When you compare studying flash cards to watching a program with foreign subtitles, the foreign subtitles provide much greater benefits to language learning. Subtitles provide more “real life” language learning experience for students while also engaging them more which can improve their retention of new words and grammatical rules.

How language teachers can use subtitles to help their students:

Language teachers can easily and affordably add subtitles to the videos they create for their students. BroadStream Solutions provides closed captioning and translated subtitling services for teachers to help them provide their students with the best learning experience possible. Pricing starts at only $0.25/minute for same-language closed captioning and $1.67/minute for translated subtitles! Learn more here or send us a message to speak directly with our team.

Tips for learning a new language with the help of subtitles:

  • Keep the videos short. Shorter, entertaining videos will keep your attention and better motivate you to study the words and grammar used. Even though longer videos or movies will provide great learning material, it can feel daunting to sit down and absorb that amount of a new language.
  • Start with videos or a tv series you’ve already watched and loved! You’re more likely to follow along with the foreign language if you’ve already memorized the plot, and if you love the show you’re more likely to stay engaged with the subtitles.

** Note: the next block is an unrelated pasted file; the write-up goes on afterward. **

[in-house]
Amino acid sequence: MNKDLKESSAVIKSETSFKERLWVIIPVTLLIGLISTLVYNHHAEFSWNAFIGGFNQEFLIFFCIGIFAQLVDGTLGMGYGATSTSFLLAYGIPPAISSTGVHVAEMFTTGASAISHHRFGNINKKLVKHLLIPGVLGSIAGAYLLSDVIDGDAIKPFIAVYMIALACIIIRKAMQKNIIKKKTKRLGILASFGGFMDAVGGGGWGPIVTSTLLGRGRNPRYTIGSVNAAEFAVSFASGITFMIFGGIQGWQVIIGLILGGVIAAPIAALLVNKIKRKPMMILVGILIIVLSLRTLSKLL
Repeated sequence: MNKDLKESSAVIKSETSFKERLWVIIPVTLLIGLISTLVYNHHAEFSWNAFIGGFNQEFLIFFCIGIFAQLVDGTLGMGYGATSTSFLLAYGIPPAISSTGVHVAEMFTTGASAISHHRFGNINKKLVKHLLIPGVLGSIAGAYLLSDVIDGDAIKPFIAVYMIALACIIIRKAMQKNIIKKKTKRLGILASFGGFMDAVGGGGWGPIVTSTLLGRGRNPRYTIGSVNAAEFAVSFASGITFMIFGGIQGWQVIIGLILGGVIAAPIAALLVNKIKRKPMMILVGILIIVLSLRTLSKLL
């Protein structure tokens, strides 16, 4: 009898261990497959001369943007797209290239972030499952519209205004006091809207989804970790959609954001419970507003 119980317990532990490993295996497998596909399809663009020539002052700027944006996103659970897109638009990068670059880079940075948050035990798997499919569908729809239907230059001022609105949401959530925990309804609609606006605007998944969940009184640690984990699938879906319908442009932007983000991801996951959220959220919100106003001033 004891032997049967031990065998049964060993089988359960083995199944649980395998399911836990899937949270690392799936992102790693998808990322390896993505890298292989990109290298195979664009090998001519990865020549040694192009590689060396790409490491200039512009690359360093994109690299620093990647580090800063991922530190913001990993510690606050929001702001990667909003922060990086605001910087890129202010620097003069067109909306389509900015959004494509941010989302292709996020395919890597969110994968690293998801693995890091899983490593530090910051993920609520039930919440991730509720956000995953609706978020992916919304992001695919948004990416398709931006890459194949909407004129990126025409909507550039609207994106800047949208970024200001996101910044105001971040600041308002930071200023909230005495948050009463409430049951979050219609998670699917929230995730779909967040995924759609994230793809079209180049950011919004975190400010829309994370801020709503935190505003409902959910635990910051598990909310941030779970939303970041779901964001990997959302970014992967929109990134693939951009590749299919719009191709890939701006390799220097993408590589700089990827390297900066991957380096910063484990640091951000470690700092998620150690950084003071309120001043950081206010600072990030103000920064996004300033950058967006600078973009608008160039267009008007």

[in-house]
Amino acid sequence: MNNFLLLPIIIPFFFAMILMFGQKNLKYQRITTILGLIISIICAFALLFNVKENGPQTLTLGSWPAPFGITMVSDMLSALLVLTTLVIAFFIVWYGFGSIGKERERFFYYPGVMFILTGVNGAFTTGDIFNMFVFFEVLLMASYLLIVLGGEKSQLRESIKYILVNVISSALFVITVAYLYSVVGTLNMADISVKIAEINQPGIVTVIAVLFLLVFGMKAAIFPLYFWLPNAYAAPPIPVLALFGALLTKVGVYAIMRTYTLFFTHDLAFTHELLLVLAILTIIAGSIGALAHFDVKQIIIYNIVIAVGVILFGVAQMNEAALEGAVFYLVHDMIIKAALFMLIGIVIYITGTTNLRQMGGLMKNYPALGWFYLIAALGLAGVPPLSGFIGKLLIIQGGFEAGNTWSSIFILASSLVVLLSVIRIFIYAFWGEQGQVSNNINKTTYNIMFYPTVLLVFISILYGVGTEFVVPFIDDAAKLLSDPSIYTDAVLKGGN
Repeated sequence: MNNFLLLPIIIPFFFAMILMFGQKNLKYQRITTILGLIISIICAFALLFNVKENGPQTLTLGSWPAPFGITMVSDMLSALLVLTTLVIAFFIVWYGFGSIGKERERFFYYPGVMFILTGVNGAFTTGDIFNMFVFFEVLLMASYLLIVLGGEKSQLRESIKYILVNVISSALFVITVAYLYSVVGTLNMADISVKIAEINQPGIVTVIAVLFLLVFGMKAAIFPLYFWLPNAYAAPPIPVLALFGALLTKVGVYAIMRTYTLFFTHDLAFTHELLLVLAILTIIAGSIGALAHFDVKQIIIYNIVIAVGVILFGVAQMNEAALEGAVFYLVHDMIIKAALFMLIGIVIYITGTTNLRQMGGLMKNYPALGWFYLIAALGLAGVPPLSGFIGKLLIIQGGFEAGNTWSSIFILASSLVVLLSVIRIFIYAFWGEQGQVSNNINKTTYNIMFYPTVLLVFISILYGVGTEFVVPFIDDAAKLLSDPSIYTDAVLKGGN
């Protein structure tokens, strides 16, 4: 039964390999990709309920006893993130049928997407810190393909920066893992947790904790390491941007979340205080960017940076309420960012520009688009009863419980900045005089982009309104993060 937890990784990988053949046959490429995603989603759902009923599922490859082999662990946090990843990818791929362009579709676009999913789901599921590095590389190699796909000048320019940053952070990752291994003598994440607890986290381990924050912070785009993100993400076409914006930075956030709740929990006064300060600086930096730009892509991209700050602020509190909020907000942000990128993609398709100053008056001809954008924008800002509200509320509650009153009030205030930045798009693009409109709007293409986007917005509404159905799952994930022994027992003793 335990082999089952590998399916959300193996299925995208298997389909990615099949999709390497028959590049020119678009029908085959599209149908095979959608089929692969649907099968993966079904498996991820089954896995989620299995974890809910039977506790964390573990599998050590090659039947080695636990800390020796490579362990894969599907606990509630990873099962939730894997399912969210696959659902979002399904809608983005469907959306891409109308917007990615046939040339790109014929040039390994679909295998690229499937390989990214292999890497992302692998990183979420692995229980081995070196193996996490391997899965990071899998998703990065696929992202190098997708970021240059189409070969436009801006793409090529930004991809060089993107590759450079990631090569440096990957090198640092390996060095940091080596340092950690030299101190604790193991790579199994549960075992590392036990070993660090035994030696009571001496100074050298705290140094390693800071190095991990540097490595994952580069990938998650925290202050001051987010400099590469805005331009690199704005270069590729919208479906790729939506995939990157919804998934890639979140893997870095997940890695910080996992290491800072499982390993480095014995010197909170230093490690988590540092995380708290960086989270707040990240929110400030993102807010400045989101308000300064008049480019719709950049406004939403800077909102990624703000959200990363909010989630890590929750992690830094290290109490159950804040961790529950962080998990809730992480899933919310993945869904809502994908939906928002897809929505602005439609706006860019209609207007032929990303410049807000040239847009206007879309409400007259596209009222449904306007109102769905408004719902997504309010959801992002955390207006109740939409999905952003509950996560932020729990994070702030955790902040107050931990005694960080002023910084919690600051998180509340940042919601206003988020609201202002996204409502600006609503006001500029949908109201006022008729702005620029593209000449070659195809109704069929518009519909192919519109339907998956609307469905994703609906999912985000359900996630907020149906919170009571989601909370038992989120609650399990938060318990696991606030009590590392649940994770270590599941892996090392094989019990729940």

• For beginners, keep things simple. Put the audio on in your native language and the subtitles in the language you’re learning. This way you can connect what you hear to what you’re reading. Once you feel confident enough, switch the audio over the foreign language as well so you can hear what you read and work on phonetic understanding.
  • Repeat, repeat, repeat. Unfortunately, you can’t just watch one video with subtitles and feel like you finally understand a new language. Learning a new language takes time, and you need to create a habit of watching videos or Netflix series in a foreign language to start to see the benefits over time. Don’t get discouraged if it takes you a while! Keep immersing yourself in reading and listening to the language and over time you’ll come to understand.

Learn about our closed captioning and subtitling services that allow video creators to easily and affordably add captions to their videos! BroadStream Solutions uses advanced ASR technology to create accurate captions that are then edited and quality controlled by professional translators. That way, our captions are highly accurate with fast turnaround times and affordable prices. Help your students make the most out of your language learning videos and add subtitles today!